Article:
Petty cash funds are used within organizations to cover minor expenses such as small amounts of office supplies, postage, visitors' parking expenses or taxi fares. Petty cash funds are often kept as cash in the workplace. Because of the liquid nature of a petty cash account, a different set of risks exists for petty cash funds versus other funds inside of an organization.
Petty cash funds are used within organizations to cover minor expenses such as small amounts of office supplies, postage, visitors’ parking expenses or taxi fares. Petty cash funds are often kept as cash in the workplace. Because of the liquid nature of a petty cash account, a different set of risks exists for petty cash funds versus other funds inside of an organization.
An employee who has access to the petty cash fund may think it's acceptable to use the fund as a short-term personal loan resource, taking money from the fund to pay bills or cover other personal expenses until he gets paid. Such transactions aren't recorded and could lead to outright theft of the petty cash funds. At the very least, the funds aren't available for legitimate uses during the employee’s "loan" period.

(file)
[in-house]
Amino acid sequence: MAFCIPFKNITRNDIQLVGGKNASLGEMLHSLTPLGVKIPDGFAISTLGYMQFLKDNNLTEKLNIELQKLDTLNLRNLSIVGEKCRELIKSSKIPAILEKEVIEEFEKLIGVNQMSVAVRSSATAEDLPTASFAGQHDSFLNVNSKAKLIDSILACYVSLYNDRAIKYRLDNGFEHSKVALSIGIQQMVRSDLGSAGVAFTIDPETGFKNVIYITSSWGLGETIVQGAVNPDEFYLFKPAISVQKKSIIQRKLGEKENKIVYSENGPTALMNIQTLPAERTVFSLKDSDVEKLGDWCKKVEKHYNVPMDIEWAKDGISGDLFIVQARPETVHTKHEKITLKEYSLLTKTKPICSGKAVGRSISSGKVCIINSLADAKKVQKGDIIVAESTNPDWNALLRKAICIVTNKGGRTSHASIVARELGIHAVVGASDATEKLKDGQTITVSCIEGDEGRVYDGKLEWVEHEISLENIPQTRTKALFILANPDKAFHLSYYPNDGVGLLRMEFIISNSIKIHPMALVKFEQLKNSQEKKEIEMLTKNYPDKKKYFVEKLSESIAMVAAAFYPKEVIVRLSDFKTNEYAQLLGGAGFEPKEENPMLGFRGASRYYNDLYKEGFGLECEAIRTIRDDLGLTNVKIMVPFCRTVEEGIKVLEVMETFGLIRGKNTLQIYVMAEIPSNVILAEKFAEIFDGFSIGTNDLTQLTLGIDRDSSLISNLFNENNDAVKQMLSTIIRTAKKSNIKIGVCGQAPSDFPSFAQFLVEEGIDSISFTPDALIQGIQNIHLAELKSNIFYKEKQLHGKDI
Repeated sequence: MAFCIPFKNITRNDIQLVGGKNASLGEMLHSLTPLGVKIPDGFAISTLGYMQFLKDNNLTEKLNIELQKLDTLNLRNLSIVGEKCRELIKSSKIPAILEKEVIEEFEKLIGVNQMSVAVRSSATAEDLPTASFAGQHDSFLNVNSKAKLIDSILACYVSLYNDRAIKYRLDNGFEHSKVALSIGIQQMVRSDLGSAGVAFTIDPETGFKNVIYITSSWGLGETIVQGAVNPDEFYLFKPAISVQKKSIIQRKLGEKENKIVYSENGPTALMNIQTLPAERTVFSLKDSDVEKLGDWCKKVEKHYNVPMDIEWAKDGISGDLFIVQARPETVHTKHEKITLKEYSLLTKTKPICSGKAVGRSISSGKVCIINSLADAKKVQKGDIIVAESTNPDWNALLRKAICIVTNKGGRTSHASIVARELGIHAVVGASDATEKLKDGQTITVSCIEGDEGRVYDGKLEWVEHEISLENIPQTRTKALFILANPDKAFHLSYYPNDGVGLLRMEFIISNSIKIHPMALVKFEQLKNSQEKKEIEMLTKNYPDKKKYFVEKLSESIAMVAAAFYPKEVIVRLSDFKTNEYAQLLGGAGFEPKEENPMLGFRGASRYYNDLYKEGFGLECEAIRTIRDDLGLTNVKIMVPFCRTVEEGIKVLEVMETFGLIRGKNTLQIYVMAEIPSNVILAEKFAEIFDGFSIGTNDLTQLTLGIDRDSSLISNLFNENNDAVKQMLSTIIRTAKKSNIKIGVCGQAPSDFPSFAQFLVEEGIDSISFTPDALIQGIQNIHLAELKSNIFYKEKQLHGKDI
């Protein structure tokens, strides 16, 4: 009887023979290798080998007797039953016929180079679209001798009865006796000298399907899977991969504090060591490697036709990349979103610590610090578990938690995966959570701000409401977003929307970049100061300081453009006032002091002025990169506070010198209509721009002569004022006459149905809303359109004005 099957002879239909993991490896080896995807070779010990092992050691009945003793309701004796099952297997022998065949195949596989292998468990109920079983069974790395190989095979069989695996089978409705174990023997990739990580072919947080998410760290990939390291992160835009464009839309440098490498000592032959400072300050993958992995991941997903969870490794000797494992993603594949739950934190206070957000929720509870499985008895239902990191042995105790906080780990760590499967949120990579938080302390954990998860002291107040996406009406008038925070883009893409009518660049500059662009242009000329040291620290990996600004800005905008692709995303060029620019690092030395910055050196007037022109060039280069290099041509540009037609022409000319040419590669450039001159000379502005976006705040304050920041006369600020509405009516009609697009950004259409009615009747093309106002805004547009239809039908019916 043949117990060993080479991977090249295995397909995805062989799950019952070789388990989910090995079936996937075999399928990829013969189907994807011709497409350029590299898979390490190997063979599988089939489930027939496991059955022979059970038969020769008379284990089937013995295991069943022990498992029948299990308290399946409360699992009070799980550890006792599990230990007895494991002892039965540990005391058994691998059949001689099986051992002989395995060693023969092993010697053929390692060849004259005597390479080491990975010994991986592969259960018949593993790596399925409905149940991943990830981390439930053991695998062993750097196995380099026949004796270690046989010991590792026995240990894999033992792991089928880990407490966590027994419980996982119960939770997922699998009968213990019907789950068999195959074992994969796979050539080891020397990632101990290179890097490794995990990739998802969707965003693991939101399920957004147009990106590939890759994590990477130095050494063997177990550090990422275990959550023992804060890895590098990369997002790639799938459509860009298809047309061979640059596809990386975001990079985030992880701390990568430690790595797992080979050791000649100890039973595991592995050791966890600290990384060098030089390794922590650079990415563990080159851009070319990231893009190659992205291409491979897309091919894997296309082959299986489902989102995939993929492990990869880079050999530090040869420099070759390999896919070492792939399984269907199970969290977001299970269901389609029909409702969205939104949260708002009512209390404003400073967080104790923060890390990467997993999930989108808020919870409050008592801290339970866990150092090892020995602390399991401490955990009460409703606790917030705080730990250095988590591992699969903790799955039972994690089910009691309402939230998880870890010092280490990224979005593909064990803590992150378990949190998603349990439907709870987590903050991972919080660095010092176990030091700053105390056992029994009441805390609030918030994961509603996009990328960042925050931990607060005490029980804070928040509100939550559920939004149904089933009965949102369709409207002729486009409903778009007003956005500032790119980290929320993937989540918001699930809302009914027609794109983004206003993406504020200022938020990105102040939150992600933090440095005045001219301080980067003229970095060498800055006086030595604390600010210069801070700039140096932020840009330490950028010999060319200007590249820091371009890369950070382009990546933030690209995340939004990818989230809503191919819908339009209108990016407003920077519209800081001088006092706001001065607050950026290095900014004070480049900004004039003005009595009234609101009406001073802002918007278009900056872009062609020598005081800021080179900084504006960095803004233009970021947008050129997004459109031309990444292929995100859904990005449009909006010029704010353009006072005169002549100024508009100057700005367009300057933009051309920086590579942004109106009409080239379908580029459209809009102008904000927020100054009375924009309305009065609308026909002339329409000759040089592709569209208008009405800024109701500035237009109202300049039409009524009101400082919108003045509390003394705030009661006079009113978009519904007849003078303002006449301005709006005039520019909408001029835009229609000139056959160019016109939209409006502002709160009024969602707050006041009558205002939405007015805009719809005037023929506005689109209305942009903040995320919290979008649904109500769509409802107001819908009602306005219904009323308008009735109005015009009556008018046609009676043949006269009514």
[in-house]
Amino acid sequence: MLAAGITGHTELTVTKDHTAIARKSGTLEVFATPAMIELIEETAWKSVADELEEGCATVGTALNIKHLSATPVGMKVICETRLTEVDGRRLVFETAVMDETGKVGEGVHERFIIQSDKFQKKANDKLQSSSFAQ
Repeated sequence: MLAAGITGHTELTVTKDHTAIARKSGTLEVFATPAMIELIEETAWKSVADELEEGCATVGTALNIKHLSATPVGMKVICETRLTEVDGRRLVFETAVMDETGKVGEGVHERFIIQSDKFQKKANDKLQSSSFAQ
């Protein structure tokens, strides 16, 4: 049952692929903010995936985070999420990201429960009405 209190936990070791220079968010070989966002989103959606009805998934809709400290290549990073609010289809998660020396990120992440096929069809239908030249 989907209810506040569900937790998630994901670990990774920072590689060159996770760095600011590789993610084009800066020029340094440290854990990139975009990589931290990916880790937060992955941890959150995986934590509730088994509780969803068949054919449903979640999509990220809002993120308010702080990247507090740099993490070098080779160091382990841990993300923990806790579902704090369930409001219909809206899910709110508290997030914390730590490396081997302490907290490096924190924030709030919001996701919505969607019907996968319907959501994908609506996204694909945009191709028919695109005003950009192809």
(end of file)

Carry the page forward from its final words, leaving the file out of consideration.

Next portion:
When a petty cash fund is housed in a bank account, an employee with access to the account may try to cash personal checks against the account. Banks may have policies in place that prevent the cashing of personal checks, but the risk that an employee will cash a check that has insufficient funds exists. When the bad check comes back, the funds are pulled from the petty cash fund, causing complications until the situation is rectified.
Because a petty cash fund circumvents the usual expenditure reporting procedures within an organization, the risk for misappropriation of the petty cash funds is increased. Keeping the ledger or record of petty cash disbursements with the fund further increases the risk of misappropriation. The record of petty cash disbursements shouldn't be kept with the petty cash, and it shouldn't be maintained by anyone with access to the petty cash fund. Having another party record expenditures helps prevent abuse of the fund.
Petty cash funds are liquid assets, so access to this money should be limited to one person to avoid multiple custodians who can blame each other for missing funds. The single keeper of the petty cash funds needs to be held responsible for keeping the money in a secure place. The box that the cash sits in needs to have a lock — a cashier’s drawer is a sensible option — to help deter unauthorized access. To further secure the petty cash fund, the box should be kept in a secure location such as a locked closet, desk drawer or safe that only the petty cash fund’s custodian has access to.